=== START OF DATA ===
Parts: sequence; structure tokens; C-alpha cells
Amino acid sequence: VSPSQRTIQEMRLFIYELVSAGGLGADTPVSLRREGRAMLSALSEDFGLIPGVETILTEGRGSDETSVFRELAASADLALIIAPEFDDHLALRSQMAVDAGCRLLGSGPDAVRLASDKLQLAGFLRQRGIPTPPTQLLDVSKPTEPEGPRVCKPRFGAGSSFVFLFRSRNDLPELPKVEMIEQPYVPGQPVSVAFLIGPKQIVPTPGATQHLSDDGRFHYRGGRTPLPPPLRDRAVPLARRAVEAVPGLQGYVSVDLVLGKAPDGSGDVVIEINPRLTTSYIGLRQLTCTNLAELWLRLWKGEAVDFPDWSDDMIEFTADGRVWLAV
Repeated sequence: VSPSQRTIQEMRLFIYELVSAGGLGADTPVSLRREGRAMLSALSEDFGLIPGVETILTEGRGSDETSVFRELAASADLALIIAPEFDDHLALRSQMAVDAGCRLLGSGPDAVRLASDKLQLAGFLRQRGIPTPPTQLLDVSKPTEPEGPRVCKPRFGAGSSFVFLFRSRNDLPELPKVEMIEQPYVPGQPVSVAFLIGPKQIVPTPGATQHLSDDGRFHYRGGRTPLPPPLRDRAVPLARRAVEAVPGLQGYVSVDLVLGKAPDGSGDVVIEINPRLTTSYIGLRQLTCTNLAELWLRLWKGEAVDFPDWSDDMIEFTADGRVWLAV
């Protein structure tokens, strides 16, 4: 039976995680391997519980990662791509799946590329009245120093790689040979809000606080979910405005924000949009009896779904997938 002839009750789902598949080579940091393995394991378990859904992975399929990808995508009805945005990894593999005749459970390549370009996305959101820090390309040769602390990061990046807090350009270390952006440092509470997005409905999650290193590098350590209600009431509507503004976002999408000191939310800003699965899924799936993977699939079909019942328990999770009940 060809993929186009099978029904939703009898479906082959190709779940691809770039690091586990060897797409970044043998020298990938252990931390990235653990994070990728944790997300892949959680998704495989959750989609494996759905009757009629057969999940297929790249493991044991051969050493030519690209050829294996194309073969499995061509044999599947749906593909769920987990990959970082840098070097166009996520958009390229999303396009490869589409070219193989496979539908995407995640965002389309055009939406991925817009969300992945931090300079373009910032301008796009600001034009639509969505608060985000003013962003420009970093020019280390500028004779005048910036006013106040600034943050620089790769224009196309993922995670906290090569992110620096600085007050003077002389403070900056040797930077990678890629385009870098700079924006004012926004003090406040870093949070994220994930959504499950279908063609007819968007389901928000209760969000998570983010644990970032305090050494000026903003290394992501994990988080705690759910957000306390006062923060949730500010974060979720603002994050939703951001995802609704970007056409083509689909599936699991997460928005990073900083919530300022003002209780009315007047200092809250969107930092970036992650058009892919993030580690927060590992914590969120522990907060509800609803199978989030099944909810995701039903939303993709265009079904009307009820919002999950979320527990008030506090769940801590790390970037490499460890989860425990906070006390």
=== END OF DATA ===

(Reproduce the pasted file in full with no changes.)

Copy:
Parts: sequence; structure tokens; C-alpha cells
Amino acid sequence: VSPSQRTIQEMRLFIYELVSAGGLGADTPVSLRREGRAMLSALSEDFGLIPGVETILTEGRGSDETSVFRELAASADLALIIAPEFDDHLALRSQMAVDAGCRLLGSGPDAVRLASDKLQLAGFLRQRGIPTPPTQLLDVSKPTEPEGPRVCKPRFGAGSSFVFLFRSRNDLPELPKVEMIEQPYVPGQPVSVAFLIGPKQIVPTPGATQHLSDDGRFHYRGGRTPLPPPLRDRAVPLARRAVEAVPGLQGYVSVDLVLGKAPDGSGDVVIEINPRLTTSYIGLRQLTCTNLAELWLRLWKGEAVDFPDWSDDMIEFTADGRVWLAV
Repeated sequence: VSPSQRTIQEMRLFIYELVSAGGLGADTPVSLRREGRAMLSALSEDFGLIPGVETILTEGRGSDETSVFRELAASADLALIIAPEFDDHLALRSQMAVDAGCRLLGSGPDAVRLASDKLQLAGFLRQRGIPTPPTQLLDVSKPTEPEGPRVCKPRFGAGSSFVFLFRSRNDLPELPKVEMIEQPYVPGQPVSVAFLIGPKQIVPTPGATQHLSDDGRFHYRGGRTPLPPPLRDRAVPLARRAVEAVPGLQGYVSVDLVLGKAPDGSGDVVIEINPRLTTSYIGLRQLTCTNLAELWLRLWKGEAVDFPDWSDDMIEFTADGRVWLAV
């Protein structure tokens, strides 16, 4: 039976995680391997519980990662791509799946590329009245120093790689040979809000606080979910405005924000949009009896779904997938 002839009750789902598949080579940091393995394991378990859904992975399929990808995508009805945005990894593999005749459970390549370009996305959101820090390309040769602390990061990046807090350009270390952006440092509470997005409905999650290193590098350590209600009431509507503004976002999408000191939310800003699965899924799936993977699939079909019942328990999770009940 060809993929186009099978029904939703009898479906082959190709779940691809770039690091586990060897797409970044043998020298990938252990931390990235653990994070990728944790997300892949959680998704495989959750989609494996759905009757009629057969999940297929790249493991044991051969050493030519690209050829294996194309073969499995061509044999599947749906593909769920987990990959970082840098070097166009996520958009390229999303396009490869589409070219193989496979539908995407995640965002389309055009939406991925817009969300992945931090300079373009910032301008796009600001034009639509969505608060985000003013962003420009970093020019280390500028004779005048910036006013106040600034943050620089790769224009196309993922995670906290090569992110620096600085007050003077002389403070900056040797930077990678890629385009870098700079924006004012926004003090406040870093949070994220994930959504499950279908063609007819968007389901928000209760969000998570983010644990970032305090050494000026903003290394992501994990988080705690759910957000306390006062923060949730500010974060979720603002994050939703951001995802609704970007056409083509689909599936699991997460928005990073900083919530300022003002209780009315007047200092809250969107930092970036992650058009892919993030580690927060590992914590969120522990907060509800609803199978989030099944909810995701039903939303993709265009079904009307009820919002999950979320527990008030506090769940801590790390970037490499460890989860425990906070006390």